Typically it's the letter "A" in STEAM (Science, Technology, Engineering, Art, and Math) and a new project that's given me cause to continue my education. I've taken grad classes at Tufts, MIT, and MassArt and I've taken online classes at Coursera and MITx. I self teach and I read voraciously.
End to end product development from concept through fulfillment, including independent product launches and Kickstarter campaigns. Distrubution is through awkwardengineer.com and traditional retail channels.
Client engagements in both project based and hourly roles. Work has included concept generation, design sketching, CAD modeling, physical prototyping, and design for manufacture and assembly.
Head of Product Development. I lead the mechanical engineering and industrial design efforts for a cell phone charging startup. Through iteration, developed a deep understanding of product requirements across the complete product lifecycle, from sale through manufacture, installation, customer use, and service. I developed the product form and worked very closely with our manufacturing partner to design for their fabrication processes.
As the company grew from a bootstrapped operation to an angel funded company, I became responsible for hiring the engineering team, mentoring the electrical and embedded engineers, and milestone and schedule planning.
precision mechanism design
finite element analysis
sheet metal design
injection molded part design
design for manufacture and assembly
industrial design drawing
embedded programming / Arduino
During the concept phase, I work to understand the context of the problem. I do basic research, look for analogous problems and solutions, and think how all aspects of a business are impacted. This could include branding, the marketing strategy, tooling costs, available technology, etc. Then, I get busy with my sketchbook.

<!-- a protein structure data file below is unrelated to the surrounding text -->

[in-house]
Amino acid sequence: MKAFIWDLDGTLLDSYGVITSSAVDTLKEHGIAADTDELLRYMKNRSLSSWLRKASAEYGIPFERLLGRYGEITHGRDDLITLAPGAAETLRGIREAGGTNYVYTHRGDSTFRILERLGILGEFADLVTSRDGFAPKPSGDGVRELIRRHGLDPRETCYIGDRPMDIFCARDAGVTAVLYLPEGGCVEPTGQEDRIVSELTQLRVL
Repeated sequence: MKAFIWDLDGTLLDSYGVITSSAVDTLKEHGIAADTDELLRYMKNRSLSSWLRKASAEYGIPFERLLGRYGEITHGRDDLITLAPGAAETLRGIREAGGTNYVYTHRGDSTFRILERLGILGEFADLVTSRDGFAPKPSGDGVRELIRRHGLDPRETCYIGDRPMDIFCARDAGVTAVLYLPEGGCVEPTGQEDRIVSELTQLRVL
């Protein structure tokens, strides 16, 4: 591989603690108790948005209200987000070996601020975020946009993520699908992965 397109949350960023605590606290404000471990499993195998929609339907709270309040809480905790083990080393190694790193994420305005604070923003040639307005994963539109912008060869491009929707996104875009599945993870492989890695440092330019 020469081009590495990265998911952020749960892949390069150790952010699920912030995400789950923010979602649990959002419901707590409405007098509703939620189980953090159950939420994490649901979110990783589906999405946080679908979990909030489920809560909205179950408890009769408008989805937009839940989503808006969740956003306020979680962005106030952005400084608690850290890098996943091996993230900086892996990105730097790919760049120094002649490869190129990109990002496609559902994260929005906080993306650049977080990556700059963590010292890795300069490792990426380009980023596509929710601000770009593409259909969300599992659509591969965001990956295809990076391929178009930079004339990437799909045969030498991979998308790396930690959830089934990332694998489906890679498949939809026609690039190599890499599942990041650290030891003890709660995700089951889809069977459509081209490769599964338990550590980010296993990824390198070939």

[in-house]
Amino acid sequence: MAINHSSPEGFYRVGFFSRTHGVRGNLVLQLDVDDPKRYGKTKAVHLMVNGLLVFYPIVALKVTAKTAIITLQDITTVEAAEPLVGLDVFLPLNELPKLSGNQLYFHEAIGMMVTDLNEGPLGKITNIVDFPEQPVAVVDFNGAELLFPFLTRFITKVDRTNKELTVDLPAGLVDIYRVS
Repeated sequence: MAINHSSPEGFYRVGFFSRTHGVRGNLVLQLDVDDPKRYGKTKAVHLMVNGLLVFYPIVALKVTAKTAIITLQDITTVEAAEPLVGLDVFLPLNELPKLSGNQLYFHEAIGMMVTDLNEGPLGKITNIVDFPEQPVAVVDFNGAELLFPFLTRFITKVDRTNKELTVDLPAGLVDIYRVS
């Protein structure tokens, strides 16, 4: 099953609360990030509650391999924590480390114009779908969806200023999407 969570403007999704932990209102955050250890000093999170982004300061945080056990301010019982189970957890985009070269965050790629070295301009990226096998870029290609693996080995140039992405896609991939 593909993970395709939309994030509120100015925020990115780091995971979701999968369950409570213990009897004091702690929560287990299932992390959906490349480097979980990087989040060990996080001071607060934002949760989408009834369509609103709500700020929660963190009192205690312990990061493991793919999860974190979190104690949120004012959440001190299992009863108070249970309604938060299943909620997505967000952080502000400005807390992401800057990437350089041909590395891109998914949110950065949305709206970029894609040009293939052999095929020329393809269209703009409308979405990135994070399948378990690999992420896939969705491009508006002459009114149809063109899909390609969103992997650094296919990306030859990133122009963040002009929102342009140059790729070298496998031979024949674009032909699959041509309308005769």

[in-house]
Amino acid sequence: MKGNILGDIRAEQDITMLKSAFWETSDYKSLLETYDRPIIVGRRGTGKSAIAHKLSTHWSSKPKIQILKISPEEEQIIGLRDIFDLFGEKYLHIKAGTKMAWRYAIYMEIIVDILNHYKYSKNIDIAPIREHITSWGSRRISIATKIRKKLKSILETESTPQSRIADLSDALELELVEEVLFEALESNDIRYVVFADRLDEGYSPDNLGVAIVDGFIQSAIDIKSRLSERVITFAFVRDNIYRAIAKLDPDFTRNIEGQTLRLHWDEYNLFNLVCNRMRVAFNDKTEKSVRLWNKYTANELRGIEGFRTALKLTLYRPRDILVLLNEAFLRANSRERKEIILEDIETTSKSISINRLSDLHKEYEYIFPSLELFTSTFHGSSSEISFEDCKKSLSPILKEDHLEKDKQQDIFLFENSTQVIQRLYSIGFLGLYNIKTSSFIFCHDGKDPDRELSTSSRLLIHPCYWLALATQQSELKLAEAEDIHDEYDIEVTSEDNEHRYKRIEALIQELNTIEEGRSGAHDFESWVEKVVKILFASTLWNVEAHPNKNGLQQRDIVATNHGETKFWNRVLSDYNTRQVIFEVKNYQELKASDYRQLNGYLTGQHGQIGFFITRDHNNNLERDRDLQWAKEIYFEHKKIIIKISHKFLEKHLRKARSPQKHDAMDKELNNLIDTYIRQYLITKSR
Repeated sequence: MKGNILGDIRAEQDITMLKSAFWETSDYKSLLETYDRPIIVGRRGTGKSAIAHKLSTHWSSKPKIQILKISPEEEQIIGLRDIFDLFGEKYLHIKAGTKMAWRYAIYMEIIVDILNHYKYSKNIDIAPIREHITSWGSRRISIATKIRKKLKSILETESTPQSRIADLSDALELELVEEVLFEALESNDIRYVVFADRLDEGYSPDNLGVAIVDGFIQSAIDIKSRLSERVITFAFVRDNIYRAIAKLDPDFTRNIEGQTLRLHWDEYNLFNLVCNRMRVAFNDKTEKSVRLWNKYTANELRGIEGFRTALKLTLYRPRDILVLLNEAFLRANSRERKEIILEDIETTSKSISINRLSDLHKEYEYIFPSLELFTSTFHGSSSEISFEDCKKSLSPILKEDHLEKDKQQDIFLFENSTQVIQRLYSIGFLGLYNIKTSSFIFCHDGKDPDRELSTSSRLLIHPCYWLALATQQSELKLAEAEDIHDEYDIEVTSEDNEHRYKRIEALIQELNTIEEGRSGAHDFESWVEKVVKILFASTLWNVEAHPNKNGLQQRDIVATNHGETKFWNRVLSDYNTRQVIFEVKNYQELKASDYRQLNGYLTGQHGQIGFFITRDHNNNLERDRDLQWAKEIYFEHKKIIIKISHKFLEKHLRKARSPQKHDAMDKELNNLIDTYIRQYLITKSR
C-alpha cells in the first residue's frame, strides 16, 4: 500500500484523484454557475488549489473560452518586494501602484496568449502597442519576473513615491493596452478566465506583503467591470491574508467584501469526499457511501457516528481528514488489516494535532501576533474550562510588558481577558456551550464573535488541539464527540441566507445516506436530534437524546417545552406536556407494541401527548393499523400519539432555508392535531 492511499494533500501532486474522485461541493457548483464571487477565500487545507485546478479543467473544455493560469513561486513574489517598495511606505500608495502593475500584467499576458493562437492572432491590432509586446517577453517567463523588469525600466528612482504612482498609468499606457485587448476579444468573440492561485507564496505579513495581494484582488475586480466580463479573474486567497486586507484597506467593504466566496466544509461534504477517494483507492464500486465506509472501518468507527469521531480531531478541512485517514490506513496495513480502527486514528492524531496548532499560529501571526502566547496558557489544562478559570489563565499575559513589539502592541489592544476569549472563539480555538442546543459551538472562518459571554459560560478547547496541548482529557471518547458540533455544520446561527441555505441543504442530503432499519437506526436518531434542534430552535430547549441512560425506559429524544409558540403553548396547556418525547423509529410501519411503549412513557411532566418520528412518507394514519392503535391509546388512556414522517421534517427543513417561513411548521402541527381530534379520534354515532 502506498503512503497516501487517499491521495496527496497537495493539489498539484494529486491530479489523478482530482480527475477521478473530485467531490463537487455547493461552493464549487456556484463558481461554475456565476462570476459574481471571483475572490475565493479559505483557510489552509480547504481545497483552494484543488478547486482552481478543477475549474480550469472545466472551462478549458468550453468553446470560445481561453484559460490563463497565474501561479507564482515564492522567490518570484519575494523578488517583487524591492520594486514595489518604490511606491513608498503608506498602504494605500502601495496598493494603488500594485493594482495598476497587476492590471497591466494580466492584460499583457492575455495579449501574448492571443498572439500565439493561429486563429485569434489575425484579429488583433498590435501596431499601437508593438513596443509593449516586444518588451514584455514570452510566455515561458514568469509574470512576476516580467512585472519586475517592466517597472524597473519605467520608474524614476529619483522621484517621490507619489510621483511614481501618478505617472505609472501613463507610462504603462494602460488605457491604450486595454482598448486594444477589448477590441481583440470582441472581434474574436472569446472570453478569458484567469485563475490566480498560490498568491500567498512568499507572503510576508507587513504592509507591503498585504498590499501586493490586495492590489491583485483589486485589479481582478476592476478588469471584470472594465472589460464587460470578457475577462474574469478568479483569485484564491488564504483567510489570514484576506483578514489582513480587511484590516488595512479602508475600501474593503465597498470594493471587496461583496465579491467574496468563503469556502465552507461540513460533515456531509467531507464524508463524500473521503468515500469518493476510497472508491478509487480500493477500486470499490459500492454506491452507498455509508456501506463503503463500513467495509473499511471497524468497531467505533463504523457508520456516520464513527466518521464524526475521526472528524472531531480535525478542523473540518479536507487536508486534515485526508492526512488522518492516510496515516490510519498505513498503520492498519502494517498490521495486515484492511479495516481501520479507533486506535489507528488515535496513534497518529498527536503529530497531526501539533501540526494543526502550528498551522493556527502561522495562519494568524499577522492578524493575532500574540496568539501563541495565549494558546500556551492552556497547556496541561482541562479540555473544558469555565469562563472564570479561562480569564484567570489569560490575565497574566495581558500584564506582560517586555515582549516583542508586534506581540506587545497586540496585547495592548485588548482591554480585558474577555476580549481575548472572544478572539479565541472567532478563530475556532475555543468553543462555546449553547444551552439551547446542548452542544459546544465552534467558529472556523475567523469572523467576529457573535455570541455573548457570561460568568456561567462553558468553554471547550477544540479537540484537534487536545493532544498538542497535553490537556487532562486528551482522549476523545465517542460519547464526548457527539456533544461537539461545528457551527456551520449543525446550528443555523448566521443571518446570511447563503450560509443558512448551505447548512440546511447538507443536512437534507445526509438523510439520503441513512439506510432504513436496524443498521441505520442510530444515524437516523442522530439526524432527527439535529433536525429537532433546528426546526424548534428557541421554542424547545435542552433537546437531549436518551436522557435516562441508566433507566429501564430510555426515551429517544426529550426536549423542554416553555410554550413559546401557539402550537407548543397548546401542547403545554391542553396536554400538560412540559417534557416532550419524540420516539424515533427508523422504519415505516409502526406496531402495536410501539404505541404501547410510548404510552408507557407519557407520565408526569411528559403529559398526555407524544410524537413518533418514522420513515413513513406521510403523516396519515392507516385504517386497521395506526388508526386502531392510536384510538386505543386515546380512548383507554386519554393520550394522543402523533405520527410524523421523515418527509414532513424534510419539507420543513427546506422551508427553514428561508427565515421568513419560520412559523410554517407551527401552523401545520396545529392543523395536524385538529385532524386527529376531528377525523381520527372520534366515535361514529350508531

The prototype phase is all about getting things done quickly, so you can learn as much as possible, as fast as possible, as cheaply as possible. Work is done using cardboard and foam, Arduinos, 3d printed parts, hobby electronics, and of course, pen and paper.
The looks like/works like stage is a lot about risk reduction, settling in on the final appearance of the product and ensuring the feasability and functionality of the parts in question. It might not be exactly the same as the final product, but it's getting close.
The output of the quotable alpha stage is a design package that can be sent to manufacturers for review and quote. A great deal of design work goes into detailing designs, getting them under revision control, and prepping them for release.
This stage will incorporate feedback from manufacturers, any lessons or changes from an alpha build, and culminates with a final design package to get ready to ramp up production.
As part of supporting a final release items like first article inspections, test jigs, fixtures, and other items are developed. The end goal is smooth sailing as the production lines run.